WORKS: Symphony No. 5; Piano Concerto No. 3; Egmont Overture
PERFORMER: Emil Gilels (piano) Vienna PO/George Szell
CATALOGUE NO: C 484 981 B ADD
Although Arturo Toscanini and George Szell project parts of Beethoven’s Fifth similarly – both see the first movement as brisk but not precipitous, for example – the differences between their readings are instructive. At this 9 April 1933 concert (not 4 April as Naxos states), Toscanini takes a comparatively regal, measured view of the finale, while Szell in 1969, at his final Salzburg Festival concert, makes it enormously turbulent, with an ample ritardando on the concluding chords – typical of other inflections he introduces sparingly but at key structural moments. Toscanini the martinet puts in a cameo appearance with some whiplash chords and by doggedly maintaining the original tempo of the scherzo in its eerie pizzicato reprise (by contrast, Szell’s hale complacency rankles here), but otherwise this is one of the Italian maestro’s more songful recordings of the Fifth, and there’s a fair sense of space around otherwise primitive sound.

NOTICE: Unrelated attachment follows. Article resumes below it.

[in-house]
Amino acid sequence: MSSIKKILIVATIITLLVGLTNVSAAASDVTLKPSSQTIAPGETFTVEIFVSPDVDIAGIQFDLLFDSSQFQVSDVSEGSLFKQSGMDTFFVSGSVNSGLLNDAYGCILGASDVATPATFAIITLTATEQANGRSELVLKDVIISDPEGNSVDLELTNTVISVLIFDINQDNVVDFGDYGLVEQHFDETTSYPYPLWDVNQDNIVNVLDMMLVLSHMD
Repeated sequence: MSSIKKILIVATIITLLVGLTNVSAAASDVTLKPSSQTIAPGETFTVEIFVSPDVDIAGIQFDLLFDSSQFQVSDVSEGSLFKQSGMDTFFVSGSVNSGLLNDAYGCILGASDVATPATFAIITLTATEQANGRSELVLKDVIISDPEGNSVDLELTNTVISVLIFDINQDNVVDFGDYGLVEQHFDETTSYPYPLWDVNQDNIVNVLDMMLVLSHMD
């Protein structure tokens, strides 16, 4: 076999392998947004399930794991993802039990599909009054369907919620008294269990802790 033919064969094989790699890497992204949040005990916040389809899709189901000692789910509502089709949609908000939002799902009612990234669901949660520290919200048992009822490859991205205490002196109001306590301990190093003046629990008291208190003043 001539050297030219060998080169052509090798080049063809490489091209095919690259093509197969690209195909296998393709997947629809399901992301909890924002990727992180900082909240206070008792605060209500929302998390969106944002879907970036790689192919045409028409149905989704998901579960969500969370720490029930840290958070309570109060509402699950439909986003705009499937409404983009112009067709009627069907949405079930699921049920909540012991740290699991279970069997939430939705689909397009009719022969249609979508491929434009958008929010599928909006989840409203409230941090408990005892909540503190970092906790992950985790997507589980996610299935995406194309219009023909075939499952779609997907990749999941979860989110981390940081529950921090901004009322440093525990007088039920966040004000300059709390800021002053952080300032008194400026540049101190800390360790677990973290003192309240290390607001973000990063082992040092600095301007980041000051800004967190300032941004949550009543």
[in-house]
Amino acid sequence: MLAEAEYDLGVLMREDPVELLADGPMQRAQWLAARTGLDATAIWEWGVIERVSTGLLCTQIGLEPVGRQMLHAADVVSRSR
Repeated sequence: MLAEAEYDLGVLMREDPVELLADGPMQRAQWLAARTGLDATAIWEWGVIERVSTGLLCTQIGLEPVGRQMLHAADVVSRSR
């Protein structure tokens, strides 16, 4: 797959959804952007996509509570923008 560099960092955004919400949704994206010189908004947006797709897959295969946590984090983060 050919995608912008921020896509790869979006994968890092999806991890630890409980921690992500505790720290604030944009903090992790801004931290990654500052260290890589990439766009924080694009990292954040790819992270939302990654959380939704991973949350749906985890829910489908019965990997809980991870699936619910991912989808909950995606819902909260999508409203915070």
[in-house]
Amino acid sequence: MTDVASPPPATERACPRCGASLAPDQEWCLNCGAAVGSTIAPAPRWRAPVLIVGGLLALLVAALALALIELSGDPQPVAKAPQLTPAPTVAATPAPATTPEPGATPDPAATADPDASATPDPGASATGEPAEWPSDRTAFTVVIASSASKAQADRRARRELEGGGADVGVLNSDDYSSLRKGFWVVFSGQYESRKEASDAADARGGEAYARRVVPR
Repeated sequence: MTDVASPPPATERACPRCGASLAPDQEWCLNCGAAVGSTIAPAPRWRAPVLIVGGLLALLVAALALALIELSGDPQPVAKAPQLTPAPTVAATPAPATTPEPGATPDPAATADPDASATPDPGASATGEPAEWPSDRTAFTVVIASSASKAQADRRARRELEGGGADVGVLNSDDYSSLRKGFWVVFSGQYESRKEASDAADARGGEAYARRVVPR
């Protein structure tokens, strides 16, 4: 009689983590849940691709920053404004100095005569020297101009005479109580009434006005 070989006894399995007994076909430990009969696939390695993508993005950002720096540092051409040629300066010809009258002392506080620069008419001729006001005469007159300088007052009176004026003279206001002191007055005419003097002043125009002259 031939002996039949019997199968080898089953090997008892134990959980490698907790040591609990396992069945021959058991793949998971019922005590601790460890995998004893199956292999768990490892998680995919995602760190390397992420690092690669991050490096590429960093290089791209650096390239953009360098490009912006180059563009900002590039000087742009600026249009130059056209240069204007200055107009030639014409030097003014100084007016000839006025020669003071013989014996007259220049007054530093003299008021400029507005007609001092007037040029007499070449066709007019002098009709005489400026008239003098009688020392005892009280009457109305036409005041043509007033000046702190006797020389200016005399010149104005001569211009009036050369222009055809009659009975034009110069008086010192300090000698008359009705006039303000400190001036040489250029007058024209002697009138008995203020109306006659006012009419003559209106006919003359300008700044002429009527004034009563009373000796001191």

The Szell disc has the more enjoyable coupling: a performance of the C minor Concerto with Emil Gilels as soloist, where Szell is bristlier in the Largo but Gilels more brilliant in the rondo than in their 1967 EMI studio recording. Toscanini’s 1942 traversal of the Triple Concerto, bracing but brittle in the outer movements, pushes his soloists beyond their technical capacity, and the wiry sound plus swishy, uncontinuous surface noise is a trial. David Breckbill